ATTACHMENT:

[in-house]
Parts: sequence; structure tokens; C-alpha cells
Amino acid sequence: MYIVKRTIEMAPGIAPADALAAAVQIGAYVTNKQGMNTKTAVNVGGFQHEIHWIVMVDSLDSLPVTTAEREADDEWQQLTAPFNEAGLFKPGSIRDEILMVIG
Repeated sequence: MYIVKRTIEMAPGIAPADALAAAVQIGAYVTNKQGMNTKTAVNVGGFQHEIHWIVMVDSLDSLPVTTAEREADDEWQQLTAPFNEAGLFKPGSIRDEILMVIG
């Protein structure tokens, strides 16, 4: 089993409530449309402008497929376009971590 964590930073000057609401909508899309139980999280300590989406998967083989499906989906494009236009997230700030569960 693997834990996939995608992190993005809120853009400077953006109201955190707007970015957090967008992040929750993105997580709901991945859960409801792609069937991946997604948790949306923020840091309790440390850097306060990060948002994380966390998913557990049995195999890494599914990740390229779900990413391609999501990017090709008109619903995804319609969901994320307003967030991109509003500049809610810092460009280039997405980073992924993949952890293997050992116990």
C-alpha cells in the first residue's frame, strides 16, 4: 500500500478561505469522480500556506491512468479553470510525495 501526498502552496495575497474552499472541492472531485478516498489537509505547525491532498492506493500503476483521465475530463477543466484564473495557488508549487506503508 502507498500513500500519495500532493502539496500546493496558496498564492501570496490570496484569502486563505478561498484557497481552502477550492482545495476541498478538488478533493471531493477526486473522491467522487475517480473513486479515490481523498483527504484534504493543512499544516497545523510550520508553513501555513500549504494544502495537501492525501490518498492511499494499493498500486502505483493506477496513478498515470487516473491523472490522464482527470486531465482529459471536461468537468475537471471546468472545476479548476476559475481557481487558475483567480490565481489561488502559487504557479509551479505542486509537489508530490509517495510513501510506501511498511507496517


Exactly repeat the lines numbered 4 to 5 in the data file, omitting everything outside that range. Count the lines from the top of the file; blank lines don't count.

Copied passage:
Repeated sequence: MYIVKRTIEMAPGIAPADALAAAVQIGAYVTNKQGMNTKTAVNVGGFQHEIHWIVMVDSLDSLPVTTAEREADDEWQQLTAPFNEAGLFKPGSIRDEILMVIG
């Protein structure tokens, strides 16, 4: 089993409530449309402008497929376009971590 964590930073000057609401909508899309139980999280300590989406998967083989499906989906494009236009997230700030569960 693997834990996939995608992190993005809120853009400077953006109201955190707007970015957090967008992040929750993105997580709901991945859960409801792609069937991946997604948790949306923020840091309790440390850097306060990060948002994380966390998913557990049995195999890494599914990740390229779900990413391609999501990017090709008109619903995804319609969901994320307003967030991109509003500049809610810092460009280039997405980073992924993949952890293997050992116990």